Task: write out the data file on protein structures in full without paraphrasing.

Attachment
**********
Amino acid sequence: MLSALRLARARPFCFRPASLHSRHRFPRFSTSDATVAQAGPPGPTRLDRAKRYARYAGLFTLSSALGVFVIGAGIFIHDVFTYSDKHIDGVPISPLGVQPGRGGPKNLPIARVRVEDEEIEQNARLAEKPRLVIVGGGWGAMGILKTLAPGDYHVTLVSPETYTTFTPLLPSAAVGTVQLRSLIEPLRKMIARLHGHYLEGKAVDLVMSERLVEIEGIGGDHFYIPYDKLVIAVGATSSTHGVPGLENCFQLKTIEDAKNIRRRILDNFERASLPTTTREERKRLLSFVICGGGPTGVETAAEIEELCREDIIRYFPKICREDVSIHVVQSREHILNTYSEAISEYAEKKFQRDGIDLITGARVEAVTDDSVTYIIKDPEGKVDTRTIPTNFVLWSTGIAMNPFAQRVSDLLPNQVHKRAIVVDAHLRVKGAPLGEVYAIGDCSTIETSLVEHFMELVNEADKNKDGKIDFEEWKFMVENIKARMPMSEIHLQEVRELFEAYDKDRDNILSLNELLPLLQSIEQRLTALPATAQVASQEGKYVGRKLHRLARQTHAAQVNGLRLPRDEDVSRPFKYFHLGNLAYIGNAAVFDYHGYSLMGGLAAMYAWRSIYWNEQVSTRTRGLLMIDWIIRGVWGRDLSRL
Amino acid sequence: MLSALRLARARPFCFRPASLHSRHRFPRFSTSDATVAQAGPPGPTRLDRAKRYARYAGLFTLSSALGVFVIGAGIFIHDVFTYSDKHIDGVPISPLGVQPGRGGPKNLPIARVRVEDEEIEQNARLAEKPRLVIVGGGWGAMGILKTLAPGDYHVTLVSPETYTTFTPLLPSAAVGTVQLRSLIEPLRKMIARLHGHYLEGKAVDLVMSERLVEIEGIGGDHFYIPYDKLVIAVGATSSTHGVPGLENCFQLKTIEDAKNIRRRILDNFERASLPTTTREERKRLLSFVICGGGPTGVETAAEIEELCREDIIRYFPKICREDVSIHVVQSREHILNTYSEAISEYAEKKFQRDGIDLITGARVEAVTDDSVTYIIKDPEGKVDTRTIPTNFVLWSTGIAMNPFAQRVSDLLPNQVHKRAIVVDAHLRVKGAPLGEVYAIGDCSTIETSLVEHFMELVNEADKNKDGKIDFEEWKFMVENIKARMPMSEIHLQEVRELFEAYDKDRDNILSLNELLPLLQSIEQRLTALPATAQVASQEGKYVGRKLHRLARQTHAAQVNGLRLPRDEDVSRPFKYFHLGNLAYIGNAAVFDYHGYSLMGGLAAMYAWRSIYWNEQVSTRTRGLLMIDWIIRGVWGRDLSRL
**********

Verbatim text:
Amino acid sequence: MLSALRLARARPFCFRPASLHSRHRFPRFSTSDATVAQAGPPGPTRLDRAKRYARYAGLFTLSSALGVFVIGAGIFIHDVFTYSDKHIDGVPISPLGVQPGRGGPKNLPIARVRVEDEEIEQNARLAEKPRLVIVGGGWGAMGILKTLAPGDYHVTLVSPETYTTFTPLLPSAAVGTVQLRSLIEPLRKMIARLHGHYLEGKAVDLVMSERLVEIEGIGGDHFYIPYDKLVIAVGATSSTHGVPGLENCFQLKTIEDAKNIRRRILDNFERASLPTTTREERKRLLSFVICGGGPTGVETAAEIEELCREDIIRYFPKICREDVSIHVVQSREHILNTYSEAISEYAEKKFQRDGIDLITGARVEAVTDDSVTYIIKDPEGKVDTRTIPTNFVLWSTGIAMNPFAQRVSDLLPNQVHKRAIVVDAHLRVKGAPLGEVYAIGDCSTIETSLVEHFMELVNEADKNKDGKIDFEEWKFMVENIKARMPMSEIHLQEVRELFEAYDKDRDNILSLNELLPLLQSIEQRLTALPATAQVASQEGKYVGRKLHRLARQTHAAQVNGLRLPRDEDVSRPFKYFHLGNLAYIGNAAVFDYHGYSLMGGLAAMYAWRSIYWNEQVSTRTRGLLMIDWIIRGVWGRDLSRL
Amino acid sequence: MLSALRLARARPFCFRPASLHSRHRFPRFSTSDATVAQAGPPGPTRLDRAKRYARYAGLFTLSSALGVFVIGAGIFIHDVFTYSDKHIDGVPISPLGVQPGRGGPKNLPIARVRVEDEEIEQNARLAEKPRLVIVGGGWGAMGILKTLAPGDYHVTLVSPETYTTFTPLLPSAAVGTVQLRSLIEPLRKMIARLHGHYLEGKAVDLVMSERLVEIEGIGGDHFYIPYDKLVIAVGATSSTHGVPGLENCFQLKTIEDAKNIRRRILDNFERASLPTTTREERKRLLSFVICGGGPTGVETAAEIEELCREDIIRYFPKICREDVSIHVVQSREHILNTYSEAISEYAEKKFQRDGIDLITGARVEAVTDDSVTYIIKDPEGKVDTRTIPTNFVLWSTGIAMNPFAQRVSDLLPNQVHKRAIVVDAHLRVKGAPLGEVYAIGDCSTIETSLVEHFMELVNEADKNKDGKIDFEEWKFMVENIKARMPMSEIHLQEVRELFEAYDKDRDNILSLNELLPLLQSIEQRLTALPATAQVASQEGKYVGRKLHRLARQTHAAQVNGLRLPRDEDVSRPFKYFHLGNLAYIGNAAVFDYHGYSLMGGLAAMYAWRSIYWNEQVSTRTRGLLMIDWIIRGVWGRDLSRL